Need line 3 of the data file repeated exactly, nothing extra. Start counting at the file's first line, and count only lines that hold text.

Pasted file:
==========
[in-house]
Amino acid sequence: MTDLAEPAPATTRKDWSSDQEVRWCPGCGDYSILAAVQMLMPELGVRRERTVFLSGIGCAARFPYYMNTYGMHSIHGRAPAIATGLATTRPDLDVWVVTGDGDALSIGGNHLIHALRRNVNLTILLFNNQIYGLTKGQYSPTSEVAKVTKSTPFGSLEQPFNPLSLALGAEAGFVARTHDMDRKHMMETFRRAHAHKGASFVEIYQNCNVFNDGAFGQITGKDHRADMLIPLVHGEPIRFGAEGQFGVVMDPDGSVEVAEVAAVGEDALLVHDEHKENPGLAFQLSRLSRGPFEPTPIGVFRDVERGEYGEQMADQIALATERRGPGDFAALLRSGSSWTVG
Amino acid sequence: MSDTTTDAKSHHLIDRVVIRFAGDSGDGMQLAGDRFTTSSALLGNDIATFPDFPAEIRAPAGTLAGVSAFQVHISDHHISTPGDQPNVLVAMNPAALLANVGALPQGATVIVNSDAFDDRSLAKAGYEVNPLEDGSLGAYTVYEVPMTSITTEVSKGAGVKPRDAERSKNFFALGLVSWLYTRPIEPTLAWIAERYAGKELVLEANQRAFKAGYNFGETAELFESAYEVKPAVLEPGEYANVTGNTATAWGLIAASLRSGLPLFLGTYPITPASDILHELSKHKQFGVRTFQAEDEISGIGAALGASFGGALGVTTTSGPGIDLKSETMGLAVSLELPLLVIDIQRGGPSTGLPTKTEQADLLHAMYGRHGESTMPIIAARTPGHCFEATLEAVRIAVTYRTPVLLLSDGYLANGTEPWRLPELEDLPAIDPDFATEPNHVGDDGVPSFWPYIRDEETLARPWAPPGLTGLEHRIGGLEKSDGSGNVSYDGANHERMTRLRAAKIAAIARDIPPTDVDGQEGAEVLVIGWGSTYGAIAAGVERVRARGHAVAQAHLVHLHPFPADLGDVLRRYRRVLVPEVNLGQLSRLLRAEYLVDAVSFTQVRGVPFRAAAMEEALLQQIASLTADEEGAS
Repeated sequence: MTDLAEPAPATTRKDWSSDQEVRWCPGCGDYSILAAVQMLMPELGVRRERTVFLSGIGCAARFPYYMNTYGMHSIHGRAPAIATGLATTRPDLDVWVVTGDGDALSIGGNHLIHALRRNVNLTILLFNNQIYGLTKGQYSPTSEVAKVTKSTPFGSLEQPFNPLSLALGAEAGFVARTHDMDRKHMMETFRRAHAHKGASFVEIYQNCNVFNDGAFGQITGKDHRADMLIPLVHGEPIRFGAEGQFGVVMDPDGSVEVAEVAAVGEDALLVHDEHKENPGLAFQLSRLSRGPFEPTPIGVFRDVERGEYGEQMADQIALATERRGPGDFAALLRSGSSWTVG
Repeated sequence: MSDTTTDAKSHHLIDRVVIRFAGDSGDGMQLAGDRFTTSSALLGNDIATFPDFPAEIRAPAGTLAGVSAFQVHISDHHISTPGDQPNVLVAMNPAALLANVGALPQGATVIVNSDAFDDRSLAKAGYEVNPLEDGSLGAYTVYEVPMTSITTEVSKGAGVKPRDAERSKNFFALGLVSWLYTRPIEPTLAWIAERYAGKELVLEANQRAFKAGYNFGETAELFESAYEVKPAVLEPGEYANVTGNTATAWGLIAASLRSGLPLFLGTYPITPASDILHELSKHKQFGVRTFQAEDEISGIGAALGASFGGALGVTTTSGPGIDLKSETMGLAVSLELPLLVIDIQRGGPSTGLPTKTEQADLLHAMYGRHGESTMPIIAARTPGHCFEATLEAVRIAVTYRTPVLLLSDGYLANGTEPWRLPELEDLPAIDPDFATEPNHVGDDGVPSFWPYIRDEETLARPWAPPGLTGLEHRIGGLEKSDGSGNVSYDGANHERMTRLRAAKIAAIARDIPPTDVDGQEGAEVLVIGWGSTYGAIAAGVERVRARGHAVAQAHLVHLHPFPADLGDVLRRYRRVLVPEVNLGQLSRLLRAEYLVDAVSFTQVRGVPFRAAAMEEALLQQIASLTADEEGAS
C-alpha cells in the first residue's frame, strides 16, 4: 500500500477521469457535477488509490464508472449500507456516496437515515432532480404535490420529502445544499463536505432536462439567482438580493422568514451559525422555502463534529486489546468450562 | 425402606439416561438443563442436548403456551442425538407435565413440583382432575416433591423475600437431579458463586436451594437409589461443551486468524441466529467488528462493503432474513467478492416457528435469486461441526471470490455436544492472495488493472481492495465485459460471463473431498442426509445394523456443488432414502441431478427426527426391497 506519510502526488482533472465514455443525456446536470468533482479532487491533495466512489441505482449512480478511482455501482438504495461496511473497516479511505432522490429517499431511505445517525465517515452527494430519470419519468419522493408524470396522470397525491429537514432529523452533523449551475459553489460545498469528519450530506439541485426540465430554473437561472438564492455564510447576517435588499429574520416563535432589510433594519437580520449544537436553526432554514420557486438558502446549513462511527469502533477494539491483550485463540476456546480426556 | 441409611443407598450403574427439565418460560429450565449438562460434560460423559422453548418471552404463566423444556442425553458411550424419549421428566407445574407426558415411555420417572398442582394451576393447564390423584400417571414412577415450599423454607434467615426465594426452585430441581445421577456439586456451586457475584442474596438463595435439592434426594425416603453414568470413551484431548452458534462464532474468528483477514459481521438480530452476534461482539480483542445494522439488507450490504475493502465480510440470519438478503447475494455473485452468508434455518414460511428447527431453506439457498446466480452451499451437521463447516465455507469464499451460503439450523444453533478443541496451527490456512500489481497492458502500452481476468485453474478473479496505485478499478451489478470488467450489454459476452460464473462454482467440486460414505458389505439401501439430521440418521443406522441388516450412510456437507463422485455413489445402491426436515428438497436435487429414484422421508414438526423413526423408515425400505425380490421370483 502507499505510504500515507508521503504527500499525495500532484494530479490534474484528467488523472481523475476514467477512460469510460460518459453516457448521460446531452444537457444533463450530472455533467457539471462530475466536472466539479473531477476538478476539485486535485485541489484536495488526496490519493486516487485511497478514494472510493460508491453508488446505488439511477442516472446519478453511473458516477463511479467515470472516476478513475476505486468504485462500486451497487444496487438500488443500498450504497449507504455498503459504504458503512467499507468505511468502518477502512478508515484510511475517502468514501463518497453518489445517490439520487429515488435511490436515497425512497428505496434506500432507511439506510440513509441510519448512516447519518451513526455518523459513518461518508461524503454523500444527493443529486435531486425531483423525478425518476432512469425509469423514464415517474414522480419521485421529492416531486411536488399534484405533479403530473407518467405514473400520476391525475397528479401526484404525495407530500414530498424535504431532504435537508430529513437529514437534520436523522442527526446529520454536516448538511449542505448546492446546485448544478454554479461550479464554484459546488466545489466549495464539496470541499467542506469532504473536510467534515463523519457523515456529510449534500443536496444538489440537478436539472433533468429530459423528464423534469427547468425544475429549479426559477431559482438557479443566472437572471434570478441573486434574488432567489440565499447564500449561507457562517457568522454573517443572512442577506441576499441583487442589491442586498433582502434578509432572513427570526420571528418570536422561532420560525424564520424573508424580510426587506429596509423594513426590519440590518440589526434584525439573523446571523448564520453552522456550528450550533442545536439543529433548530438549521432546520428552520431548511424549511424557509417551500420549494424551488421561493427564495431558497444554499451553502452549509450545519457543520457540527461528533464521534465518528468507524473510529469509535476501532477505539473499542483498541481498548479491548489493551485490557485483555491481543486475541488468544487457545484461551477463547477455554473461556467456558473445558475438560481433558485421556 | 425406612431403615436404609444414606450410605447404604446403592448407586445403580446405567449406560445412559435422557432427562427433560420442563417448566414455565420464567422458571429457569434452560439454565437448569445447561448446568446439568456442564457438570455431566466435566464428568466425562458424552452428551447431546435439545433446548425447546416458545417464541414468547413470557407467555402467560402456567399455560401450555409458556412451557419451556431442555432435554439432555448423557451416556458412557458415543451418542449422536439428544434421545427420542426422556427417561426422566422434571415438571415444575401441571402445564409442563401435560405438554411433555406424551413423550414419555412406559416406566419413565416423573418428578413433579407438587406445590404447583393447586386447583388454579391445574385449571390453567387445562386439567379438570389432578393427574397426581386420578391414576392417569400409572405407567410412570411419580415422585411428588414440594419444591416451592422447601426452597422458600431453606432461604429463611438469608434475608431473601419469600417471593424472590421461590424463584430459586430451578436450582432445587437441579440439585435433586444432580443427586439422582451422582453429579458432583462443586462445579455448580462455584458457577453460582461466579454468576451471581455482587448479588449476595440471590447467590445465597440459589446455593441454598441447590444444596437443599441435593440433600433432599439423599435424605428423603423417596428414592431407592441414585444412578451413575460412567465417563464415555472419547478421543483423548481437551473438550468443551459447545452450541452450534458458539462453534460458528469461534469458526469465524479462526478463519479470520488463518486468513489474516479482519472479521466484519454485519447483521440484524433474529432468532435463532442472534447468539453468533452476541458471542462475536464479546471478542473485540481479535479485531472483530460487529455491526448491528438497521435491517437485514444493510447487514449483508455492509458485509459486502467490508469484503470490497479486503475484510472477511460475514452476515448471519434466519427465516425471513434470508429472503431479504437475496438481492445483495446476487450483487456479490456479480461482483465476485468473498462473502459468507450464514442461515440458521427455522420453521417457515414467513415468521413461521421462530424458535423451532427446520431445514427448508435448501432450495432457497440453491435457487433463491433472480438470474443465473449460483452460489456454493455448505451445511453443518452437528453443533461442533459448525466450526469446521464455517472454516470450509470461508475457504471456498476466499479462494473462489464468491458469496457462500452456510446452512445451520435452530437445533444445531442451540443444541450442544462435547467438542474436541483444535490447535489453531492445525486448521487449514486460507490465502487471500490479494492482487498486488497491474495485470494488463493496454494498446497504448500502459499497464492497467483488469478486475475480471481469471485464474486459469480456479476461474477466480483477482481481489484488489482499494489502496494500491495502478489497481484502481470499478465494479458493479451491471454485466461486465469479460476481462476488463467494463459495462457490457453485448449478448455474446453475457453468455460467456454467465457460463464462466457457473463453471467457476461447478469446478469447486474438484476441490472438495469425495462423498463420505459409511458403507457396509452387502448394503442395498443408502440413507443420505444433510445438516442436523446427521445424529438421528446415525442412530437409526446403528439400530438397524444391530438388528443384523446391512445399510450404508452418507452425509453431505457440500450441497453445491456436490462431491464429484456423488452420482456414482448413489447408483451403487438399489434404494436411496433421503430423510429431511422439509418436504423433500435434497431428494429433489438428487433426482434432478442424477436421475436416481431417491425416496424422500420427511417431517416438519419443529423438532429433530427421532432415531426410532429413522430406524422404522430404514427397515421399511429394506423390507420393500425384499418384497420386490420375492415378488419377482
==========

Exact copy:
Amino acid sequence: MSDTTTDAKSHHLIDRVVIRFAGDSGDGMQLAGDRFTTSSALLGNDIATFPDFPAEIRAPAGTLAGVSAFQVHISDHHISTPGDQPNVLVAMNPAALLANVGALPQGATVIVNSDAFDDRSLAKAGYEVNPLEDGSLGAYTVYEVPMTSITTEVSKGAGVKPRDAERSKNFFALGLVSWLYTRPIEPTLAWIAERYAGKELVLEANQRAFKAGYNFGETAELFESAYEVKPAVLEPGEYANVTGNTATAWGLIAASLRSGLPLFLGTYPITPASDILHELSKHKQFGVRTFQAEDEISGIGAALGASFGGALGVTTTSGPGIDLKSETMGLAVSLELPLLVIDIQRGGPSTGLPTKTEQADLLHAMYGRHGESTMPIIAARTPGHCFEATLEAVRIAVTYRTPVLLLSDGYLANGTEPWRLPELEDLPAIDPDFATEPNHVGDDGVPSFWPYIRDEETLARPWAPPGLTGLEHRIGGLEKSDGSGNVSYDGANHERMTRLRAAKIAAIARDIPPTDVDGQEGAEVLVIGWGSTYGAIAAGVERVRARGHAVAQAHLVHLHPFPADLGDVLRRYRRVLVPEVNLGQLSRLLRAEYLVDAVSFTQVRGVPFRAAAMEEALLQQIASLTADEEGAS